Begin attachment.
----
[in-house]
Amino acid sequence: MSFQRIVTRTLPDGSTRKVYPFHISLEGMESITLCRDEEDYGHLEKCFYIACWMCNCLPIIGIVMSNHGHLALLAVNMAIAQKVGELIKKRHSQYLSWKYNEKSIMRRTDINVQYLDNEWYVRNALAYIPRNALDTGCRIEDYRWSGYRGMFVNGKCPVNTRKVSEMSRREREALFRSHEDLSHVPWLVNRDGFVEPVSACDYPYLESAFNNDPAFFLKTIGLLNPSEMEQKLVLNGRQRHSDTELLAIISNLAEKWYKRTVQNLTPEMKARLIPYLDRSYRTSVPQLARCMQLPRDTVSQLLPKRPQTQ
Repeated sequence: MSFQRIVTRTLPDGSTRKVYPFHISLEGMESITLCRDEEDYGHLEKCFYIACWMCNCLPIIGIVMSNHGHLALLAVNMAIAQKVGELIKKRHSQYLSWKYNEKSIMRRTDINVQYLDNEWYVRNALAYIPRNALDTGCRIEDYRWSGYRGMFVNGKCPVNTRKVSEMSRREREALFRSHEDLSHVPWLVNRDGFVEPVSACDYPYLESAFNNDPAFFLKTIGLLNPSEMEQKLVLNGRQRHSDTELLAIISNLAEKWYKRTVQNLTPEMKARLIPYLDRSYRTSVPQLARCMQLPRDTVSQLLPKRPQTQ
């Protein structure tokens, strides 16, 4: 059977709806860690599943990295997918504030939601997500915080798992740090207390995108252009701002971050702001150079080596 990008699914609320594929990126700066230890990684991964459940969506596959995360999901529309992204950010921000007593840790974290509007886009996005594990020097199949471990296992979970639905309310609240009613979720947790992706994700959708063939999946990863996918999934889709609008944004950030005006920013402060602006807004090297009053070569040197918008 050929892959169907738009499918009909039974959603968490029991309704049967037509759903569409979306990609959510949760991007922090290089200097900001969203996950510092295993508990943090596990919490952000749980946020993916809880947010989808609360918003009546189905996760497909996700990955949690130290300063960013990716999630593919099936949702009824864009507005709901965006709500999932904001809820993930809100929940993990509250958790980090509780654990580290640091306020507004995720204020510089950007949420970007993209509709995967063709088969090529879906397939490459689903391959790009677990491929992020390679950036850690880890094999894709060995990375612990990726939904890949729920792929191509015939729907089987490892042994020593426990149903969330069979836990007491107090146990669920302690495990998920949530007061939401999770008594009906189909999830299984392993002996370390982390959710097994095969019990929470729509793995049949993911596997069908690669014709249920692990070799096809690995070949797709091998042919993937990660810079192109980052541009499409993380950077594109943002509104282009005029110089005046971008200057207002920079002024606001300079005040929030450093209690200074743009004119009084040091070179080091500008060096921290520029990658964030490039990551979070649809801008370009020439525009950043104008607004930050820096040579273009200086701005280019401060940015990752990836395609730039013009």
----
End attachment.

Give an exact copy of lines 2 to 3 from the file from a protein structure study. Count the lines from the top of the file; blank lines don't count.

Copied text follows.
Amino acid sequence: MSFQRIVTRTLPDGSTRKVYPFHISLEGMESITLCRDEEDYGHLEKCFYIACWMCNCLPIIGIVMSNHGHLALLAVNMAIAQKVGELIKKRHSQYLSWKYNEKSIMRRTDINVQYLDNEWYVRNALAYIPRNALDTGCRIEDYRWSGYRGMFVNGKCPVNTRKVSEMSRREREALFRSHEDLSHVPWLVNRDGFVEPVSACDYPYLESAFNNDPAFFLKTIGLLNPSEMEQKLVLNGRQRHSDTELLAIISNLAEKWYKRTVQNLTPEMKARLIPYLDRSYRTSVPQLARCMQLPRDTVSQLLPKRPQTQ
Repeated sequence: MSFQRIVTRTLPDGSTRKVYPFHISLEGMESITLCRDEEDYGHLEKCFYIACWMCNCLPIIGIVMSNHGHLALLAVNMAIAQKVGELIKKRHSQYLSWKYNEKSIMRRTDINVQYLDNEWYVRNALAYIPRNALDTGCRIEDYRWSGYRGMFVNGKCPVNTRKVSEMSRREREALFRSHEDLSHVPWLVNRDGFVEPVSACDYPYLESAFNNDPAFFLKTIGLLNPSEMEQKLVLNGRQRHSDTELLAIISNLAEKWYKRTVQNLTPEMKARLIPYLDRSYRTSVPQLARCMQLPRDTVSQLLPKRPQTQ